Story by Aaron Bliss
There are some styles that open our eyes. Spain’s infamous ‘tiki-taka’ is the current beau de jour. Based on relentless possession and movement around the pitch, it works by draining the opposition, simultaneously pulling them gradually out of position, and tiring them enough to limit their own counter-attacking exploitations. Essentially, it is about extreme preservation of ball possession through minimal touches, maximum movement over small distances, and exquisite technique and composure under pressure. But this is only one half of the whole process. Perhaps the more important tiki-taka deployment is its function when not in possession. Take some time to watch Spain during the rare moments they surrender the ball, and you’ll normally see a pattern emerge. The pattern is that once yielded, possession is instantly sought once more by virtue of aggressive pressing on the first two men who wield it: that is, Spain will have two or more men race after the man in possession, and then harry the man who receives the first pass. This is more often than not enough to win the ball back, because most teams not in the upper echelons of world football are not comfortable enough in possession under intense pressure, particularly England. Once these opening two or three passes are completed, play opens up as players drop back into formation. This is the bedrock of Spain’s success. Not the passing and movement with time and space, but the retention under intense pressure for the first two or three passes. A rhythm of play can only be developed after these initial passes, which is why breaking them up immediately can be crucial to success. England may never have the technical ability and composure to string together thirty pass moves across the pitch, but they would do well to train relentlessly at getting in the faces of opposition before these first two passes can be made, for the extra energy expended here will be conserved should you retain possession for periods yourself.
England seemed to approach this tournament like Greece circa 2004. That is, little pressing until the ball approaches your eighteen-yard line, two tight banks of four keeping the pitch as compact as possible. The main issue with this approach is that you limit your own opportunities greatly by virtue of the fact you will be shattered well before the end of the game through chasing all around the pitch with little relief, and your own passing rhythm will be ineffective. This is only really useful if you have an exceptional dead-ball deliverer like David Beckham, or can rely on hitting a big man or sprightly winger from the back. England did not really have the tools to deploy this strategy effectively against the big nations, and, some would argue, it is a little demeaning to be playing with such fear when your starting eleven’s combined salaries could clear Greece’s debt.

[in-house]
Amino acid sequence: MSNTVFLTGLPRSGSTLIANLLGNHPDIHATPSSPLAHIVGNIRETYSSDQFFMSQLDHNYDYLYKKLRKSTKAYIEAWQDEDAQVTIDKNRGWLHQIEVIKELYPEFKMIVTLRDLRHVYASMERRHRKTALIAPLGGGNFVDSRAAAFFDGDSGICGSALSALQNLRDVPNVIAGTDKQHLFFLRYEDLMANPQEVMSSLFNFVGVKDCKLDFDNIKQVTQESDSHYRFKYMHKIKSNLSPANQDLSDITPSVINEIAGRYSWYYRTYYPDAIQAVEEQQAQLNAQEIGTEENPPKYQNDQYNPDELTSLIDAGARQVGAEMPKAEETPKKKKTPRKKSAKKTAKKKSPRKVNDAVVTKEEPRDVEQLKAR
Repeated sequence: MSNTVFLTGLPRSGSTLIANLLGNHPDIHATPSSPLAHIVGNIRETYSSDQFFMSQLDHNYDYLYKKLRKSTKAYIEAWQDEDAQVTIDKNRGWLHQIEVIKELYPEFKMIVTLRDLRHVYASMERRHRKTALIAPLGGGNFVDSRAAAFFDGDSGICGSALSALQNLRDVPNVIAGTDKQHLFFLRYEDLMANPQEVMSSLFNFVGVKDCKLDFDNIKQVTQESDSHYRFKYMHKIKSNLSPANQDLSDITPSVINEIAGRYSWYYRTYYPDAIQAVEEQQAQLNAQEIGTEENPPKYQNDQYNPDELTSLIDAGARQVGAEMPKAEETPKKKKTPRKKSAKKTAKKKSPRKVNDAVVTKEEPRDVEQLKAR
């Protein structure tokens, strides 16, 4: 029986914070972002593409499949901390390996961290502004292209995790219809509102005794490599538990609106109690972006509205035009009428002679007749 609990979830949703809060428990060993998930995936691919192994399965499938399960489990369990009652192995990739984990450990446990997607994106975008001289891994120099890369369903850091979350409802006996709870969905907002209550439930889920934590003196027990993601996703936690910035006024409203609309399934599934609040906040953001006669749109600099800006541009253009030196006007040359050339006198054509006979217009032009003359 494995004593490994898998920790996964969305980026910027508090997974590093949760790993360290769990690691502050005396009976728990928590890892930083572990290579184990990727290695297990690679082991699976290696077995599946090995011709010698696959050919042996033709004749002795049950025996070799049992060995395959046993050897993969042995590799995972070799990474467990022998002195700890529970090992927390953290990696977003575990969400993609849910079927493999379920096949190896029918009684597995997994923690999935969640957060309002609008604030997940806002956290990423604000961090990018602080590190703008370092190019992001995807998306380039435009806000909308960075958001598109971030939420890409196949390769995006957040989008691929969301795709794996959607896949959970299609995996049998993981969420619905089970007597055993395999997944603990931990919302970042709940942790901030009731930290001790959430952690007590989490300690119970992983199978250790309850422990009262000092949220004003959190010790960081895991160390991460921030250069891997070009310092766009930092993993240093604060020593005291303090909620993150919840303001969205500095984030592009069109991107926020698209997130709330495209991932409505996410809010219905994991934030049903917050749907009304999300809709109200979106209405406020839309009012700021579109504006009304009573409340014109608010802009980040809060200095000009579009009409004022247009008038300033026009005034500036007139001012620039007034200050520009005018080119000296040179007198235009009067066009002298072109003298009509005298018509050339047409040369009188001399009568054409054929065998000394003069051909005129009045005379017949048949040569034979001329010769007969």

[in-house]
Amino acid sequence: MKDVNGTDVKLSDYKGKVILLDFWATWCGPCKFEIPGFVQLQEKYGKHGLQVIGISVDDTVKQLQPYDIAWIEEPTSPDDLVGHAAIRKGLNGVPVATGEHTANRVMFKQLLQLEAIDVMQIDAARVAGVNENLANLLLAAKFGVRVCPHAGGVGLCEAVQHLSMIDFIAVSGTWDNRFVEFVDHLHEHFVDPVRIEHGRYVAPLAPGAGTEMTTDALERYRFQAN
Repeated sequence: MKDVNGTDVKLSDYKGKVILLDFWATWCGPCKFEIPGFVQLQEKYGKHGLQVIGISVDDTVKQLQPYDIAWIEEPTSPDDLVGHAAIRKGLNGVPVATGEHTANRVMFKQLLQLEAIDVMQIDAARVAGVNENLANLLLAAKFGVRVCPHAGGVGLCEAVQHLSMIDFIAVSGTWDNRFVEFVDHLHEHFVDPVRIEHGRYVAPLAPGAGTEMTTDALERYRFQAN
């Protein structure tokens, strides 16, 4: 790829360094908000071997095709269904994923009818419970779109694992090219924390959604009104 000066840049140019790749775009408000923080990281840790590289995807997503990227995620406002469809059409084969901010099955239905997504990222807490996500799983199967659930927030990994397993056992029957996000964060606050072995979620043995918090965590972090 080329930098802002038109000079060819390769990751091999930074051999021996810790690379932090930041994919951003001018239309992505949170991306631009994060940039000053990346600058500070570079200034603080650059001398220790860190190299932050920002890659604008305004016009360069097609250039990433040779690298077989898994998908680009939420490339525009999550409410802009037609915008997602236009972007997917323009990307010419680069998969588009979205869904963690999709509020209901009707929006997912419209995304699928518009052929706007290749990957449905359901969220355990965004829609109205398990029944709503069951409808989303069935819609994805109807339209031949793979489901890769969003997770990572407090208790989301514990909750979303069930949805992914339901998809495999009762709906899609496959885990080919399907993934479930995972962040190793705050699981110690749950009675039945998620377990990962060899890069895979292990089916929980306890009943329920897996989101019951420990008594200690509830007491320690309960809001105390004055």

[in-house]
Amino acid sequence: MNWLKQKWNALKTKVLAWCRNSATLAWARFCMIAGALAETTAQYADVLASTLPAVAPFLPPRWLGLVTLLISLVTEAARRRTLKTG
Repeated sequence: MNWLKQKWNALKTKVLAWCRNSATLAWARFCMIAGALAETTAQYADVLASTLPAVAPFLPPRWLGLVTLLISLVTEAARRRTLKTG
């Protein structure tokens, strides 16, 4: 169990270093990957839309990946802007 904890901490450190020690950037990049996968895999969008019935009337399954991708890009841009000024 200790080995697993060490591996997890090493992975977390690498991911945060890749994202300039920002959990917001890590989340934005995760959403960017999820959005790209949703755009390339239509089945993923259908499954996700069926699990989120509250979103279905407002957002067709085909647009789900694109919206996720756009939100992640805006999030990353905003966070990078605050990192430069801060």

As for the 2012 model Germany, their style is not fresh, but a renovated version of a style those growing up in the 1970s might be familiar with: total football. The Dutch World Cup team of 1974 implemented Rinus Michels’ Ajax tactics, which in essence allowed every outfield player to perform any role at any time, with any other player dropping back to cover if need be. We can see this today, with right-back Philip Lahm appearing on the edge of the eighteen-yard box to crack in a stunner, Mesut Ozil floating from one wing to the other, while Manuel Neuer is often seen covering as a sweeper on the edge of his box, such is the freedom of the rest of the team. The German midfield is so fluid at times it is difficult to pinpoint any player’s actual starting position, and it is a joy to watch. While Spain remorselessly grind down teams with short passes around the middle third, the Germans move from one end to the other in the blink of an eye, aligning their 2006 trait of rapid counter-attacks with a new, more composed probing game, adding more firepower to their already formidable armoury. One might argue the centre of their defence is not quite so secure since Per Mertesacker and Arne Friedrich, but with Sami Khedira patrolling in front, and Mats Hummels coming on in leaps and bounds, the Germans are perhaps the ‘people’s choice’ for the Euro crown.